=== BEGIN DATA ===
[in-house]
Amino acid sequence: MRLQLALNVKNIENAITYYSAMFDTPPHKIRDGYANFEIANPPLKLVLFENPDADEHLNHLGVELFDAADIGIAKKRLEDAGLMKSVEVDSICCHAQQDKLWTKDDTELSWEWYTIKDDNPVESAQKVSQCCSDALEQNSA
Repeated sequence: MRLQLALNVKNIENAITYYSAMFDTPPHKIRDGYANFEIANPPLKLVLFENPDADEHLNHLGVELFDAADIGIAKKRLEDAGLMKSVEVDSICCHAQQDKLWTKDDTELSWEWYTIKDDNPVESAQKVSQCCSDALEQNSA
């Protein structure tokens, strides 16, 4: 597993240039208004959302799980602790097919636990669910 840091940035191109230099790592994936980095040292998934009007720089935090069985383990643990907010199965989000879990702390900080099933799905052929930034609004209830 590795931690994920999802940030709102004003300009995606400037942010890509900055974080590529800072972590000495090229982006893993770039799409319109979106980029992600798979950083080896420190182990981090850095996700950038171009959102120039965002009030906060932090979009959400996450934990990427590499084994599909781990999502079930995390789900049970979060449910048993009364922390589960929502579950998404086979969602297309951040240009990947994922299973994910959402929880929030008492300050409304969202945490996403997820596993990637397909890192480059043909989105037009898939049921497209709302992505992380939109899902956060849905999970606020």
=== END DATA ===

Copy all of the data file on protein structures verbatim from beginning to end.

[in-house]
Amino acid sequence: MRLQLALNVKNIENAITYYSAMFDTPPHKIRDGYANFEIANPPLKLVLFENPDADEHLNHLGVELFDAADIGIAKKRLEDAGLMKSVEVDSICCHAQQDKLWTKDDTELSWEWYTIKDDNPVESAQKVSQCCSDALEQNSA
Repeated sequence: MRLQLALNVKNIENAITYYSAMFDTPPHKIRDGYANFEIANPPLKLVLFENPDADEHLNHLGVELFDAADIGIAKKRLEDAGLMKSVEVDSICCHAQQDKLWTKDDTELSWEWYTIKDDNPVESAQKVSQCCSDALEQNSA
């Protein structure tokens, strides 16, 4: 597993240039208004959302799980602790097919636990669910 840091940035191109230099790592994936980095040292998934009007720089935090069985383990643990907010199965989000879990702390900080099933799905052929930034609004209830 590795931690994920999802940030709102004003300009995606400037942010890509900055974080590529800072972590000495090229982006893993770039799409319109979106980029992600798979950083080896420190182990981090850095996700950038171009959102120039965002009030906060932090979009959400996450934990990427590499084994599909781990999502079930995390789900049970979060449910048993009364922390589960929502579950998404086979969602297309951040240009990947994922299973994910959402929880929030008492300050409304969202945490996403997820596993990637397909890192480059043909989105037009898939049921497209709302992505992380939109899902956060849905999970606020």